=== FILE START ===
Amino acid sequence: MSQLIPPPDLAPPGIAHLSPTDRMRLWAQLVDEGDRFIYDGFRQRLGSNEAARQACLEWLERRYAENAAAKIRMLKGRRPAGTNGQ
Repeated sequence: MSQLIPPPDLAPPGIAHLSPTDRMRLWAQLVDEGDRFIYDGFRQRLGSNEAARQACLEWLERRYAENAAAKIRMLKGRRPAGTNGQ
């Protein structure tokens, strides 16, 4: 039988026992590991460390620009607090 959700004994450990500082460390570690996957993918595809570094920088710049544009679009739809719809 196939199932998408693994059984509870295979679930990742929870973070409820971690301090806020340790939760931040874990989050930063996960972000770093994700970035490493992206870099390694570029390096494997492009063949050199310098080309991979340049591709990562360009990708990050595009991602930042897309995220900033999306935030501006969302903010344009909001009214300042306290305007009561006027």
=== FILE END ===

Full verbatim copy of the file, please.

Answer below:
Amino acid sequence: MSQLIPPPDLAPPGIAHLSPTDRMRLWAQLVDEGDRFIYDGFRQRLGSNEAARQACLEWLERRYAENAAAKIRMLKGRRPAGTNGQ
Repeated sequence: MSQLIPPPDLAPPGIAHLSPTDRMRLWAQLVDEGDRFIYDGFRQRLGSNEAARQACLEWLERRYAENAAAKIRMLKGRRPAGTNGQ
């Protein structure tokens, strides 16, 4: 039988026992590991460390620009607090 959700004994450990500082460390570690996957993918595809570094920088710049544009679009739809719809 196939199932998408693994059984509870295979679930990742929870973070409820971690301090806020340790939760931040874990989050930063996960972000770093994700970035490493992206870099390694570029390096494997492009063949050199310098080309991979340049591709990562360009990708990050595009991602930042897309995220900033999306935030501006969302903010344009909001009214300042306290305007009561006027």